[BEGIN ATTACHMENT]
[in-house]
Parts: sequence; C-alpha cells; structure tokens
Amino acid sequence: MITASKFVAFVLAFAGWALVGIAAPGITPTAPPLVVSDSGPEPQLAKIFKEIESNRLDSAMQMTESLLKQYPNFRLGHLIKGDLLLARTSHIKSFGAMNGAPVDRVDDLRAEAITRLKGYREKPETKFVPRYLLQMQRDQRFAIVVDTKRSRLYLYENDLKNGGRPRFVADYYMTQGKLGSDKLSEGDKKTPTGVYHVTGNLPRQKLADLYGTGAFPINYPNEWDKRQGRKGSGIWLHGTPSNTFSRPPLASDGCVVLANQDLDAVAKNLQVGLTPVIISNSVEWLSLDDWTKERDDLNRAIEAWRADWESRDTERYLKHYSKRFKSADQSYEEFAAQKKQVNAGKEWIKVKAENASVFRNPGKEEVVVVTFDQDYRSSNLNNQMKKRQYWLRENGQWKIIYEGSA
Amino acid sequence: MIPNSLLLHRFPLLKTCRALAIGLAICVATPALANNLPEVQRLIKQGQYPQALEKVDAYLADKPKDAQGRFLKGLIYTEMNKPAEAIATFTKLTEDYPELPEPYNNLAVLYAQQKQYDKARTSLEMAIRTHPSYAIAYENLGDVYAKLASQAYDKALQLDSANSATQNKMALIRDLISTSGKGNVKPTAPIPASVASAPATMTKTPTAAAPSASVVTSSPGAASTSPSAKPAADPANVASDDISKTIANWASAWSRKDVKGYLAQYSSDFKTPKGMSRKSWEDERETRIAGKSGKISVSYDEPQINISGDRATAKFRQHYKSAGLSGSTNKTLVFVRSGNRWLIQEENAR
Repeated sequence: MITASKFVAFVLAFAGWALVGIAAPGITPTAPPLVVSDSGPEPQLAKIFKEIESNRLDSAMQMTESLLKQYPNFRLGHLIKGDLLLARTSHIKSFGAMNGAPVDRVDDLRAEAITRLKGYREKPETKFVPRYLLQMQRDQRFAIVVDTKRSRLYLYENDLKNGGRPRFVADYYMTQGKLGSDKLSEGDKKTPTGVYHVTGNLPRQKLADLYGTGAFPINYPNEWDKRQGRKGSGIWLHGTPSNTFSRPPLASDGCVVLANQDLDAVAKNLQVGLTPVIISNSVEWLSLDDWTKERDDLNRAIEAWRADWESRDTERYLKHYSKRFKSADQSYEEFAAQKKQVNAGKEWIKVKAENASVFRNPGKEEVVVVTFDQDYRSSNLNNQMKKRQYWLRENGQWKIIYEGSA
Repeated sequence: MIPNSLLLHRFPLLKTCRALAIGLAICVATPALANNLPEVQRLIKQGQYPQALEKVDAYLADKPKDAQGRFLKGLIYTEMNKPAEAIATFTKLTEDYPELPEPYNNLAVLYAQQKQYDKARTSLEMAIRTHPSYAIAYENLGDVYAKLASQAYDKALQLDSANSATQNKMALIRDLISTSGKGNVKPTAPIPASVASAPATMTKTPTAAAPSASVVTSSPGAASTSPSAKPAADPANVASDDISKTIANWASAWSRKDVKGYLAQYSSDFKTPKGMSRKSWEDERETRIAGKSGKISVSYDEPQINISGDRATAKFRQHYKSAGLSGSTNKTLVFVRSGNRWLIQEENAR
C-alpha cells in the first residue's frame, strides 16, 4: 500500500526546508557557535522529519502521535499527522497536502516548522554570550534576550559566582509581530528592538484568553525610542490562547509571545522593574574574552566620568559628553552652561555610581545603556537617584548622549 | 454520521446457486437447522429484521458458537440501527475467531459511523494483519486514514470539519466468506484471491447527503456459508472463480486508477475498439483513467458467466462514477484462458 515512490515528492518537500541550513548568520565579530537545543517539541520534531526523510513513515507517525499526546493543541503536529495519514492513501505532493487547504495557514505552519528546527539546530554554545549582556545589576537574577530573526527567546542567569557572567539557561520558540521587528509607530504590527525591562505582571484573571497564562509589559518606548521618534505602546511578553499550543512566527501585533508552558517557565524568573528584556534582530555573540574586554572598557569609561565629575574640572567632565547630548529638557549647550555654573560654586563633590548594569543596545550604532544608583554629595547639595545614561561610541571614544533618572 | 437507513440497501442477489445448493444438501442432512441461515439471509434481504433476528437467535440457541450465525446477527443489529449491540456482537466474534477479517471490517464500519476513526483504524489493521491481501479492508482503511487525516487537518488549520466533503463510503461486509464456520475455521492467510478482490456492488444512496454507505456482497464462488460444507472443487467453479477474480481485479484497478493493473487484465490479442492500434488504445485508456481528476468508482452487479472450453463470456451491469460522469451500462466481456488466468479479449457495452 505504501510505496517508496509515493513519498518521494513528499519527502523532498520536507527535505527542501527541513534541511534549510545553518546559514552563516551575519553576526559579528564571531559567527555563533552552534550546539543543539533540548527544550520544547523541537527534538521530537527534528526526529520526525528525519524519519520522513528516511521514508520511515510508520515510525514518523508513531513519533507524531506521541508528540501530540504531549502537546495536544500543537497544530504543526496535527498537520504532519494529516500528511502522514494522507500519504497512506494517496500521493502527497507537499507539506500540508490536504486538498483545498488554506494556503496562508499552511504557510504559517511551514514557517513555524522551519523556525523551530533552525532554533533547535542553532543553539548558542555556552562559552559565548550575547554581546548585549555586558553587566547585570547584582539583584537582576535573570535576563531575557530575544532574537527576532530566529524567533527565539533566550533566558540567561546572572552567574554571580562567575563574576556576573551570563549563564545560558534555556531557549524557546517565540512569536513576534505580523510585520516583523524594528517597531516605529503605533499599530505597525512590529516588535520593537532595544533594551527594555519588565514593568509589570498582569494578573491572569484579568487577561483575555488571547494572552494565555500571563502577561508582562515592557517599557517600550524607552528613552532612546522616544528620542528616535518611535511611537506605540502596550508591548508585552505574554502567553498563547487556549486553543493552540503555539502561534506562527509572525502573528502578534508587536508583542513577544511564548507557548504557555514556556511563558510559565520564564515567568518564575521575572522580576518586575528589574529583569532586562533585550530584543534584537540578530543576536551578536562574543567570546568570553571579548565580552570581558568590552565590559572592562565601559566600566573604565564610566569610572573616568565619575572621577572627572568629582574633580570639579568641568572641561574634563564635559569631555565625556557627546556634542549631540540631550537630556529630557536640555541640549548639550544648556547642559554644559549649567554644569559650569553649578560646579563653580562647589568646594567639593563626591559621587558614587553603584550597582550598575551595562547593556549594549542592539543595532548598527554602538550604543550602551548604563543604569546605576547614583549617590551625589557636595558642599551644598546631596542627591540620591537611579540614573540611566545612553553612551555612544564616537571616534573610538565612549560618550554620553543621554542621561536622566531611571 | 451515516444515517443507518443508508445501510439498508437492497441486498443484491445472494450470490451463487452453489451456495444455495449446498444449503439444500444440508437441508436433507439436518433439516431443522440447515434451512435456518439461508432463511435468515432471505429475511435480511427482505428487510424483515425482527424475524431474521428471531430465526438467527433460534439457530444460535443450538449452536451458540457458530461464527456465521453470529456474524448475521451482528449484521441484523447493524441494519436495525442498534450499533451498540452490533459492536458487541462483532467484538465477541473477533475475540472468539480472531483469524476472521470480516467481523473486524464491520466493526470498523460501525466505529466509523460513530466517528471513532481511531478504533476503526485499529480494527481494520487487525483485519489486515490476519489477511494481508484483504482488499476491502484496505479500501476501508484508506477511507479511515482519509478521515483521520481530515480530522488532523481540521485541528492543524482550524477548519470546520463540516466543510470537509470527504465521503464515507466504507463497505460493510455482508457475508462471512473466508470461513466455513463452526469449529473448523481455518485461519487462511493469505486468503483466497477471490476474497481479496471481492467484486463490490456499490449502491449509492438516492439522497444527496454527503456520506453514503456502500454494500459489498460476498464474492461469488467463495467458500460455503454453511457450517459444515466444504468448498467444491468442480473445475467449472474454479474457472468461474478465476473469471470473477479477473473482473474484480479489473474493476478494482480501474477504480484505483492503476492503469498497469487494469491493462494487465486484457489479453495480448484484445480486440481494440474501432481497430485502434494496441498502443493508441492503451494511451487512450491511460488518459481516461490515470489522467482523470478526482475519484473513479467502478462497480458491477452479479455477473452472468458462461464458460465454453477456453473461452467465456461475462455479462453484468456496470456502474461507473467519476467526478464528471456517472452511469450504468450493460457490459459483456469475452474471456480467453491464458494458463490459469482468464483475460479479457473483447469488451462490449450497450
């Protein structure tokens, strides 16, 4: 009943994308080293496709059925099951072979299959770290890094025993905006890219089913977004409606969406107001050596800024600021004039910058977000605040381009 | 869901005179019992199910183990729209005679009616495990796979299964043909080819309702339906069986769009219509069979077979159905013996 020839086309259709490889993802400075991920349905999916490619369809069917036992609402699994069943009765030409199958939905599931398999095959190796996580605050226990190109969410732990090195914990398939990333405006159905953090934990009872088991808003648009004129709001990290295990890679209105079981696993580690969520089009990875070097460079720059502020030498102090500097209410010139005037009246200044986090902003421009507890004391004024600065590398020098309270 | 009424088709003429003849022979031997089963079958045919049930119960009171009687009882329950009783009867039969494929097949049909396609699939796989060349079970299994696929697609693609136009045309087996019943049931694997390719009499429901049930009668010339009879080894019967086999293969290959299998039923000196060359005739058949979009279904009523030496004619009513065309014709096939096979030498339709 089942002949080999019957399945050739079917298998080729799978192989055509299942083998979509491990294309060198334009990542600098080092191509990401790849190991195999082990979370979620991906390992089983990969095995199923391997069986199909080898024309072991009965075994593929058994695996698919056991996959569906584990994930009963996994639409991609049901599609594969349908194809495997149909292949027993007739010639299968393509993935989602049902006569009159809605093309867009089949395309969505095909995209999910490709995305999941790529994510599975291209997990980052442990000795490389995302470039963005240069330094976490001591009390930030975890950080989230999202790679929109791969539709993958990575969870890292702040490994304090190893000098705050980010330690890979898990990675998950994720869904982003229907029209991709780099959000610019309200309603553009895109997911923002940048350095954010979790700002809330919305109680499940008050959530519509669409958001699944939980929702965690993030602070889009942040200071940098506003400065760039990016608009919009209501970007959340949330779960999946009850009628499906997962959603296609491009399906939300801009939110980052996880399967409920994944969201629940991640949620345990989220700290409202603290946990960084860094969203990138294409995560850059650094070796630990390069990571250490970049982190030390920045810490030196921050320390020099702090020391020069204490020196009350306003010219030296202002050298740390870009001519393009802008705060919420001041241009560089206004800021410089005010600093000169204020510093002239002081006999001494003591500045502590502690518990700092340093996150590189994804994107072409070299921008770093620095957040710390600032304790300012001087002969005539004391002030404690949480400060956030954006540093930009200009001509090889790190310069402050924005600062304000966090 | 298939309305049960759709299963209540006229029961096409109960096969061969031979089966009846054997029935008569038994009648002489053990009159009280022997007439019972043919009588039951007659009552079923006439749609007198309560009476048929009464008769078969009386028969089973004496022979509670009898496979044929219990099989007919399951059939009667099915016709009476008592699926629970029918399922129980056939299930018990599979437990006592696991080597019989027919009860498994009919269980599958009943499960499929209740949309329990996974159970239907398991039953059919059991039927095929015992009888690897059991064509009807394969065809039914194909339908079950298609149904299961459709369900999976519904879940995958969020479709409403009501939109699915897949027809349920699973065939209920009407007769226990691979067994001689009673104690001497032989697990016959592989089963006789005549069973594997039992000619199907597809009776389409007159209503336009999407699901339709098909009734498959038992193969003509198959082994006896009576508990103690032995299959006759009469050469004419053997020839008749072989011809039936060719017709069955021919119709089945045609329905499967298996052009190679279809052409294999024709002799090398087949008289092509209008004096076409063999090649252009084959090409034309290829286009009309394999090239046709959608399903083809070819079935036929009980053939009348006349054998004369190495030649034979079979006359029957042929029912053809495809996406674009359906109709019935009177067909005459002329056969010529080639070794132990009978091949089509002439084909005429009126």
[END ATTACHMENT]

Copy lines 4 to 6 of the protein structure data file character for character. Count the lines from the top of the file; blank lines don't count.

Amino acid sequence: MIPNSLLLHRFPLLKTCRALAIGLAICVATPALANNLPEVQRLIKQGQYPQALEKVDAYLADKPKDAQGRFLKGLIYTEMNKPAEAIATFTKLTEDYPELPEPYNNLAVLYAQQKQYDKARTSLEMAIRTHPSYAIAYENLGDVYAKLASQAYDKALQLDSANSATQNKMALIRDLISTSGKGNVKPTAPIPASVASAPATMTKTPTAAAPSASVVTSSPGAASTSPSAKPAADPANVASDDISKTIANWASAWSRKDVKGYLAQYSSDFKTPKGMSRKSWEDERETRIAGKSGKISVSYDEPQINISGDRATAKFRQHYKSAGLSGSTNKTLVFVRSGNRWLIQEENAR
Repeated sequence: MITASKFVAFVLAFAGWALVGIAAPGITPTAPPLVVSDSGPEPQLAKIFKEIESNRLDSAMQMTESLLKQYPNFRLGHLIKGDLLLARTSHIKSFGAMNGAPVDRVDDLRAEAITRLKGYREKPETKFVPRYLLQMQRDQRFAIVVDTKRSRLYLYENDLKNGGRPRFVADYYMTQGKLGSDKLSEGDKKTPTGVYHVTGNLPRQKLADLYGTGAFPINYPNEWDKRQGRKGSGIWLHGTPSNTFSRPPLASDGCVVLANQDLDAVAKNLQVGLTPVIISNSVEWLSLDDWTKERDDLNRAIEAWRADWESRDTERYLKHYSKRFKSADQSYEEFAAQKKQVNAGKEWIKVKAENASVFRNPGKEEVVVVTFDQDYRSSNLNNQMKKRQYWLRENGQWKIIYEGSA
Repeated sequence: MIPNSLLLHRFPLLKTCRALAIGLAICVATPALANNLPEVQRLIKQGQYPQALEKVDAYLADKPKDAQGRFLKGLIYTEMNKPAEAIATFTKLTEDYPELPEPYNNLAVLYAQQKQYDKARTSLEMAIRTHPSYAIAYENLGDVYAKLASQAYDKALQLDSANSATQNKMALIRDLISTSGKGNVKPTAPIPASVASAPATMTKTPTAAAPSASVVTSSPGAASTSPSAKPAADPANVASDDISKTIANWASAWSRKDVKGYLAQYSSDFKTPKGMSRKSWEDERETRIAGKSGKISVSYDEPQINISGDRATAKFRQHYKSAGLSGSTNKTLVFVRSGNRWLIQEENAR